Hidradenitis Suppurativa (HS)
Everybody has apocrine glands - they are commonly called sweat glands and are found only in certain locations of the body: the armpits, the areola of the nipples, and the genitoanal area of the body. The ducts of the apocrine glands open into the canals of hair follicles and the secretion of these glands is adrenaline - a hormone that is carried in the blood.
So, what do sweat glands have to do with boils?
There is a chronic condition that affects the same areas of the body in which the apocrine glands are located and it manifests with boil-like lesions that are painful and hard to get rid of. The condition is known as hidrandenitis suppurativa (HS). The exact cause of this condition is still unknown, however, what is know is that it occurs when apocrine gland outlets become blocked by perspiration making it difficult for the gland to drain. Secretions trapped in the glands force perspiration and bacteria into the surface tissue surrounding the glands causing boil-like eruptions. It is often found in people who also suffer with acne, pilondial cysts, and chronic scalp folliculitis.
Who Gets HS and Who Doesn't?
There are some possible factors that play into who will have HS and who won't. Genetics may have a bearing because those who do suffer with HS frequently have other family members who deal with it as well. The hormones androgen and estrogen are also considerations since the apocrine glands are stimulated by these hormones as well as adrenaline. Women are more affected than men are with HS and it is common to find women with HS also confronted with acne, hirsutism and obesity - all of which are considered endocrine factors. Cigarette smokers have a higher frequency of hidradenitis suppurativa than non-smokers. HS has also been linked to auto-immune diseases, where there is an overreaction by the immune system against substances within the body. In other words, the body turns on itself and attacks its own cells. As is common with many skin problems, it becomes worse with heightened stress levels.
How Hidrandenitis Suppurativa Presents Itself
Hidrandenitis Suppurativa presents in three clinical stages. Stage one is the forming of single or multiple abscesses, without sinus tracts and scar formation. In the second stage, the abscesses recur with sinus tract formation and scarring. There may be single or multiple lesions that are widely separated. Stage three appears as many lesions and abscesses that are interconnected through the sinus tracts and the involvement is broad in the area affected.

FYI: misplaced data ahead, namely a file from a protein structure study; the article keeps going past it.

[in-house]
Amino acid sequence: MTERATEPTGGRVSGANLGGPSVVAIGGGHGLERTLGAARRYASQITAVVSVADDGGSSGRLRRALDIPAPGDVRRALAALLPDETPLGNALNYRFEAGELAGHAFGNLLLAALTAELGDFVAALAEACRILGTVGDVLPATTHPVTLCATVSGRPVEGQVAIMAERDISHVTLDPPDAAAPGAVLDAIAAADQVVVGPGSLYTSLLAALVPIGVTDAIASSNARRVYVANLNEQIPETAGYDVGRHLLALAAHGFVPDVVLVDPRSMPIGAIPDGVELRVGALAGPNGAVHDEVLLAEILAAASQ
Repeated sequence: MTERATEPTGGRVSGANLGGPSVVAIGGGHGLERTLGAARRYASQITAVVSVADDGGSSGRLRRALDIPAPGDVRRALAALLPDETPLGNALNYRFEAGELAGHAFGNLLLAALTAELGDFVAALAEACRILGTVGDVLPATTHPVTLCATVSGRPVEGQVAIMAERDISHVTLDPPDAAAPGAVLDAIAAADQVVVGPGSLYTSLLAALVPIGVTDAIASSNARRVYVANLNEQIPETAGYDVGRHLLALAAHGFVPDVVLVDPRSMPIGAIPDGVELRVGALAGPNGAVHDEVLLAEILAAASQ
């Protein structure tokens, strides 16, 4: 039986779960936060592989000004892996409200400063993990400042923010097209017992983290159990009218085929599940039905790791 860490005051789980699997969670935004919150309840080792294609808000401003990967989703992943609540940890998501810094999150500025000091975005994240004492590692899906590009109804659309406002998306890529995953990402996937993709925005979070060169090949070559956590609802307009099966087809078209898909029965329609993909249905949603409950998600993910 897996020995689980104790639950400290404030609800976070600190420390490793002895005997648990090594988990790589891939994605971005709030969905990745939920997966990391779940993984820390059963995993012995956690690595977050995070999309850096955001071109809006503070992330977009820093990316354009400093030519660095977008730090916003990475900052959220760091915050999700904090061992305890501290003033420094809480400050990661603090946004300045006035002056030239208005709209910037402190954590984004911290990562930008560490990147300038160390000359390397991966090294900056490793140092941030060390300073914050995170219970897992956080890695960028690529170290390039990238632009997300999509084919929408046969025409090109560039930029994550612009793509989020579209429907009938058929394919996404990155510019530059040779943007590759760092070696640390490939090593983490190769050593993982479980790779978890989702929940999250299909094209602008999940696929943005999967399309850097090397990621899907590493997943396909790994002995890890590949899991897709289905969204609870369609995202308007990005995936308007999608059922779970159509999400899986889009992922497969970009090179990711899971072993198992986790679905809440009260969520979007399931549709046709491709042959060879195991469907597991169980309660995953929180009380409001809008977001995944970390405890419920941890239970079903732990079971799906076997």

It is interesting to note that as many as 80% of people who suffer with hidrandenitis suppurativa are also diagnosed as clinically depressed. People who live with chronic pain tend to become depressed and although the condition can be treated with medication, in order to be rid of the depression a cause must be dealt with. Unfortunately, there is no cure for HS at this time, which means depression is part of the cycle.
Anyone who has more than three boils in a year should check in with their physician. Boils can be a symptom of a number of illnesses for which a person should be tested. Generally, the diagnosis for HS comes from a dermatologist who can determine the condition through observing the areas where the boil-like lesions are, and the common presence of black heads and scarring that go along with it.
Treatment Requires Research
Since there is no single treatment developed for HS at this point, it is important that the sufferer is involved in choosing the treatment and researching what is available. Even though HS is not acne, the symptoms present in a similar fashion. Consequently, acne treatments have been used to treat HS, will no effective responses. Other treatments include the long term use of antibiotics like tetracyclines as a preventive measure and ciprofloxicillin for the short term secondary infections. Many of these antibiotics react badly with sunlight and alcohol, and can also cause nausea and bowel problems. Systemic steroids have been used in high doses and birth control pills are used in a bid to balance hormones. Retinoids have not proven very effective either.
Surgery and Radiotherapy - Options for Treatment
Surgical treatments like incision and draining, removal of recurring lesions and even plastic surgery are prescribed. Recently radiotherapy has been reintroduced as a way of treating HS and the reports in a study by Frochlich et al in Germany show very encouraging results. There were no reported complications and the improvement was dramatic for nearly 80% of people using this form of treatment.